Some reasons why I frequently prefer communicating via text

I often prefer communication via text to chatting in person, on the phone, or via a video call. Let’s call this latter grouping “oral communication” and the former “textual communication”.

This preference applies to various contexts: social, personal, work, intellectual. And I don’t think I personally know anyone who has a stronger preference for this than I do, although I suspect that there are at least a handful of people on LessWrong with stronger preferences than mine.

Here are some reasons that stick out to me for why I frequently prefer textual communication to oral communication, ordered very roughly from most to least important.[1]

  1. I find that, with oral communication, especially in groups, you frequently just end up in a “tangent frenzy” instead of discussing any one thing to something that at least vaguely resembles completion.

  2. It’s easier/​possible to discuss multiple threads in parallel.

  3. Being asynchronous, I, as well as the person(s) I’m talking with, can take my/​their time and think before responding. This helps in figuring out your thoughts as well as with expressing them more clearly.

  4. Personally I find both interruptions and inverted interruptions a good amount more unpleasant than others do.

  5. The conversation can last a lot longer. With in person conversations, you usually will need to end them for practical reasons such as “it’s 11pm and time to head home”. But with textual communication, there’s never really these sorts of obstacles.

  6. I think there is something about textual communication that is more meritocratic. It better holds people accountable. If you say something dumb, someone else can easily call it out in a thread, and if you don’t respond to that thread, well, it kinda just sits there and makes you look bad. Sort of. On the other hand, in oral communication, you can say something dumb, the conversation moves on, and people don’t get a proper chance to call you out for the dumb thing.

  7. It’s easy to share the conversation with others.[2]

  8. For various reasons, sometimes it’s nice to be able to reference the conversation in the future.

  9. I like being able to quote things. Sometimes quoting something the other person said to make it clear that I am responding to it. Other times quoting something someone who isn’t part of the conversation said, but that I think is relevant.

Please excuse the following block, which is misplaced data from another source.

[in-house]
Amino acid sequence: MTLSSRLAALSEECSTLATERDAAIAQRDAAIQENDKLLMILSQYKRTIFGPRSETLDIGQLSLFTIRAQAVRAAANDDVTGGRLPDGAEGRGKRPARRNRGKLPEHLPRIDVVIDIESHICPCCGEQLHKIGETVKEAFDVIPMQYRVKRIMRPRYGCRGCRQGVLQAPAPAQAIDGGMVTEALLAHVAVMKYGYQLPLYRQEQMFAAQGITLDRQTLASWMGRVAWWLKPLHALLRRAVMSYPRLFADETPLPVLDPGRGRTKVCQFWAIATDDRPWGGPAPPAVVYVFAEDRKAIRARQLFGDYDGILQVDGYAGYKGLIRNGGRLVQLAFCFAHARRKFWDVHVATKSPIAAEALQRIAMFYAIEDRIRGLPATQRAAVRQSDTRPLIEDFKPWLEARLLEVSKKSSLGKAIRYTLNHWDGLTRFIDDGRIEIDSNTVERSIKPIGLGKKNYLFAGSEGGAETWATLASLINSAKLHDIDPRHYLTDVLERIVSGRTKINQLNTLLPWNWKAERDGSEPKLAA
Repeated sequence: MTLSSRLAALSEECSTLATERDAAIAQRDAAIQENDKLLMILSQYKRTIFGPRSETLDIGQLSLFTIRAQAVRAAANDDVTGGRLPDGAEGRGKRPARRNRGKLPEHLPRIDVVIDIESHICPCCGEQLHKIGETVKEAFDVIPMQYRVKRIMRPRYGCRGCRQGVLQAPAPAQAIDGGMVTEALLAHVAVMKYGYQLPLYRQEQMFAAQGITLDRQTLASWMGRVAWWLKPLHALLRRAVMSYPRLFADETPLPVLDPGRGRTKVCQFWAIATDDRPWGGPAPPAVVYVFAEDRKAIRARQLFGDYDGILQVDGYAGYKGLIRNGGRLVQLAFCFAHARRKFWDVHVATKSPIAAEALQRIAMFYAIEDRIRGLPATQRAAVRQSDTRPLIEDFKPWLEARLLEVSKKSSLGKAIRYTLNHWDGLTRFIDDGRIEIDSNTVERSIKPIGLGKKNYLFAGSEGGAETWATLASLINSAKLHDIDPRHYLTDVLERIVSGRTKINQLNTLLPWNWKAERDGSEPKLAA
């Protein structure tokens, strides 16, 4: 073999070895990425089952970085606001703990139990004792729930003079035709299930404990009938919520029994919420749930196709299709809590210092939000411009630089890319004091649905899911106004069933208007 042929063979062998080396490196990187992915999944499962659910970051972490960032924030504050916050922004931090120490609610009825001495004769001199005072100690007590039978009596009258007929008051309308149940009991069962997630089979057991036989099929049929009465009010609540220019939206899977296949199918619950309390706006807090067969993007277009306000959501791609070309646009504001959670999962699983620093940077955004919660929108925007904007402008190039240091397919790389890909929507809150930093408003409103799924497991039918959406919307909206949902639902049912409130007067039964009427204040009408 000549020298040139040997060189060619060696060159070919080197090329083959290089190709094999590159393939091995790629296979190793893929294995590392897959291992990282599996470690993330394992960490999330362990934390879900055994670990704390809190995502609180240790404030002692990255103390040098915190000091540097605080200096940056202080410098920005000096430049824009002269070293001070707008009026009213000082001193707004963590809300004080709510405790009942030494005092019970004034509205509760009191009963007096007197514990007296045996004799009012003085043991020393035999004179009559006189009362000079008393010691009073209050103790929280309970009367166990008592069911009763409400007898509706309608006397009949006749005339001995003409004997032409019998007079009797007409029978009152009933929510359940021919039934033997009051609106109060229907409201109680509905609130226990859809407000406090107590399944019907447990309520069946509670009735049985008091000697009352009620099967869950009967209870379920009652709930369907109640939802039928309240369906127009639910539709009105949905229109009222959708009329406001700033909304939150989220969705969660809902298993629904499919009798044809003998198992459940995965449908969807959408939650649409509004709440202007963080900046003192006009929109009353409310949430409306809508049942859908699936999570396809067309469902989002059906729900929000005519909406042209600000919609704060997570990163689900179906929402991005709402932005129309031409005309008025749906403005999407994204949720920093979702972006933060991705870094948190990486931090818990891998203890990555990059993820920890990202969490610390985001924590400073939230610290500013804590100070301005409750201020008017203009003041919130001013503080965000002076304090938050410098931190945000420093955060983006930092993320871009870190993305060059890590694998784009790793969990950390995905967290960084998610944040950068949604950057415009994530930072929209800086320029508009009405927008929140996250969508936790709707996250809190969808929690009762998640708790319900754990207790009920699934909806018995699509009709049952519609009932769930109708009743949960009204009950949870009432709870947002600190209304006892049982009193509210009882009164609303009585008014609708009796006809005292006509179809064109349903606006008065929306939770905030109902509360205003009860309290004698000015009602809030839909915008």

10. If I have something to say that has a dependency, I can say it, link to the dependency, and then the other person can, asynchronously, read the dependency before reading the main thing.

  11. I can ramble. With oral communication, I feel like it’s a bit of an anti-pattern to say things of the form “I think X because of 1, 2 and 3. I also suspect Y, also because of 1 and 2 but also because of 4 and 5. This is probably tangential, but I strongly suspect Z because of 6.” It’s a bit rambly and doesn’t really give the other person or people a chance to butt in and say “actually, I’d like to dispute 2″. At least not at the most convenient time.[3]

  12. Sometimes it’s helpful to reference an image or graphic.

  13. I wouldn’t say that I could be more expressive in written communication, but I would say that I could be differently expressive—such as saying things parenthetically like this—in written communication.

  14. Sometime I prefer to say things in a way that sounds “fancy”. In oral communication, even amongst rationalists, I often feel awkward about it and try to think of a more informal way of saying the thing. I usually wish I didn’t have to do that though.

  1. ^

    Well, speaking more precisely, these are a bunch of benefits that I frequently see to textual communication. My preference depends on costs and benefits, on both sides. So what I really mean is that these sorts of benefits frequently end up being weighed pretty strongly such that I prefer textual communication.

  2. ^

    At the recent ACX meetup in Portland, I ran into something that I found a little unpleasant. There was a cocktail hour type of thing in the beginning where people would go around joining and leaving various small group conversations. When new people would join, we would pause and spend a decent amount of time trying to get the new person up to speed. I think this can be fine at times, but in those particular instances I felt like it really interrupted the flow of the conversation, and often times lead to us just going on a tangent and discussing something different instead.

  3. ^

    Actually, I think this very post is a better example. I’m basically saying “I prefer textual communication because of 1-14”. With oral communication, it’s kinda hard for the other person to wait until your done before saying “ok, now I’d like to dispute reason #2″.